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China trade data inject hope
Publication Date : 09-08-2013
China's trade surplus used to be the focus of global attention. But it is now the country's surging trade growth that is in the spotlight.
After a 3.1 per cent fall in June, exports rose 5.1 per cent year-on-year in July, while imports soared by 10.9 per cent year-on-year compared with a 0.7 per cent year-on-year drop in June.
The stronger-than-expected growth rates have overshadowed the contraction in the country's monthly trade surplus, which dropped to US$17.8 billion in July, down 29.6 per cent on a year ago.
But while the strong growth in both exports and imports points to a mild improvement in both external and internal demand, with domestic activities strengthening in a reassuring manner--thanks to the country's targeted measures to stabilise economic growth--it is apparent that foreign demand remains weak and domestic economic activities are still at low levels.
However, the morale-boosting figures were released at a time when the global economy is struggling with a slow and volatile recovery--among the other major economies, only the US economy has been showing signs of solid growth--so it is no surprise the data have been welcomed as a possible prelude to an eagerly awaited economic recovery in the world's second-largest economy.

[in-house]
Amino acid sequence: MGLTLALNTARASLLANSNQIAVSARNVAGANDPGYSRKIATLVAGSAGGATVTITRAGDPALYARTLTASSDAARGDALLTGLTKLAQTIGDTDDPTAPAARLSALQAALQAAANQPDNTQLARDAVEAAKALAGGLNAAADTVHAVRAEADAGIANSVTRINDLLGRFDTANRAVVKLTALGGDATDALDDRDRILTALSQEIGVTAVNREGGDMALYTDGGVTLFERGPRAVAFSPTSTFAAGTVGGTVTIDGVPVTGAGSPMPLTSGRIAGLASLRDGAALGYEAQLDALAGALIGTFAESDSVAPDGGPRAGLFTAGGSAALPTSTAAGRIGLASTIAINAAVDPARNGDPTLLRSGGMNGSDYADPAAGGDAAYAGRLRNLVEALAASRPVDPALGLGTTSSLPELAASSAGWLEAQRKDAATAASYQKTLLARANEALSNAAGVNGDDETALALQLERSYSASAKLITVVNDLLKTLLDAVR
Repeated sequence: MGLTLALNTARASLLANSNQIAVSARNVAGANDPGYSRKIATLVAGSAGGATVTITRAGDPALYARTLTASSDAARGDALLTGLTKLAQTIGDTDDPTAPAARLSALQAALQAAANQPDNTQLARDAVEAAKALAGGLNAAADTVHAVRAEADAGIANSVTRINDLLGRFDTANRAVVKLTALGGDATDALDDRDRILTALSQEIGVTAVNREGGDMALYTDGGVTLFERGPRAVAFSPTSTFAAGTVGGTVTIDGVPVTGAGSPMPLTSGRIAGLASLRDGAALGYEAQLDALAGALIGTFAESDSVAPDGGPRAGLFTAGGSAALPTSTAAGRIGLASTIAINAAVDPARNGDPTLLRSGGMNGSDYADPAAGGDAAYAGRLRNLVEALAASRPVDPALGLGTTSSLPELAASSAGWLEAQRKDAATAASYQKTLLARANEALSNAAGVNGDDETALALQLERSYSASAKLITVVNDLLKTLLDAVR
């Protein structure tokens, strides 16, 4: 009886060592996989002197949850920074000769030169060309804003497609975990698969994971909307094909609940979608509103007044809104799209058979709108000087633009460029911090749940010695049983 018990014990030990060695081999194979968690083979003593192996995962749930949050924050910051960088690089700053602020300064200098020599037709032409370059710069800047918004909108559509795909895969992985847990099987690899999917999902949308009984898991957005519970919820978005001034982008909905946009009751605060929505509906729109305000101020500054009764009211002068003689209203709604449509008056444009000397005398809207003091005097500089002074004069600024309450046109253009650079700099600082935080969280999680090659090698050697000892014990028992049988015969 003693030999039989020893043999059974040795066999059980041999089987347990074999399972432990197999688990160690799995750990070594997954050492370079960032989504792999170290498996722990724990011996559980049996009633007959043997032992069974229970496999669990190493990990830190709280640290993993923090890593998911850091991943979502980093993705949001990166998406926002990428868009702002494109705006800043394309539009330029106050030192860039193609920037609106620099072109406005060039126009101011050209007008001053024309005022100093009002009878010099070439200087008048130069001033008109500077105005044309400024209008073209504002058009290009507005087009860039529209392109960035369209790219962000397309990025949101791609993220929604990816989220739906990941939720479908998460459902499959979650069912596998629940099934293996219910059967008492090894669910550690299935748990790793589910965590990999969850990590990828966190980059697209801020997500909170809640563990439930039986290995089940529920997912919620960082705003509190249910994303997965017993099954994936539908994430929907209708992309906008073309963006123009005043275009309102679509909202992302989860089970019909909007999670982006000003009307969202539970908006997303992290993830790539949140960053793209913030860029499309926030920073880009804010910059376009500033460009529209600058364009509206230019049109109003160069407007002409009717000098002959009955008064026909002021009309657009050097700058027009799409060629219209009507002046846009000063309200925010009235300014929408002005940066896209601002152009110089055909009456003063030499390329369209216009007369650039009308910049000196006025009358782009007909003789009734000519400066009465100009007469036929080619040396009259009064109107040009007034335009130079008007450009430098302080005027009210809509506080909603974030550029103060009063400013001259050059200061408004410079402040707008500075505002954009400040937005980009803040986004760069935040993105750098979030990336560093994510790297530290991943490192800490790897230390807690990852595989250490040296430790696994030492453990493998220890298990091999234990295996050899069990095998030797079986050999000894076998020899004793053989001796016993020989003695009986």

After dipping to as low as 7.5 per cent in the second quarter, the figures have raised expectations that China's economic growth might have bottomed out, as the government's efforts to boost growth amid economic restructuring start to take effect.
The increasing manufacturing and services activities, signaled by the rising official Purchasing Managers' Index for July, also suggest a gradual improvement in economic fundamentals.
Yet it would be rash to anticipate any strong surge in China's economic indicators.
An alarm was rung by the HSBC manufacturing PMI, which mainly tracks small enterprises in the export sector, as it dropped to 47.7 in July from 48.2 in June, signaling possible trade volatility in the coming months.
In particular, the sub-indexes measuring new export orders in both the official and HSBC PMI revealed contraction in July.
Therefore, more data, including inflation, industrial output and retail sales, need to be monitored before it can be confidently asserted without fear of contradiction that the Chinese economy is solidly on the up again.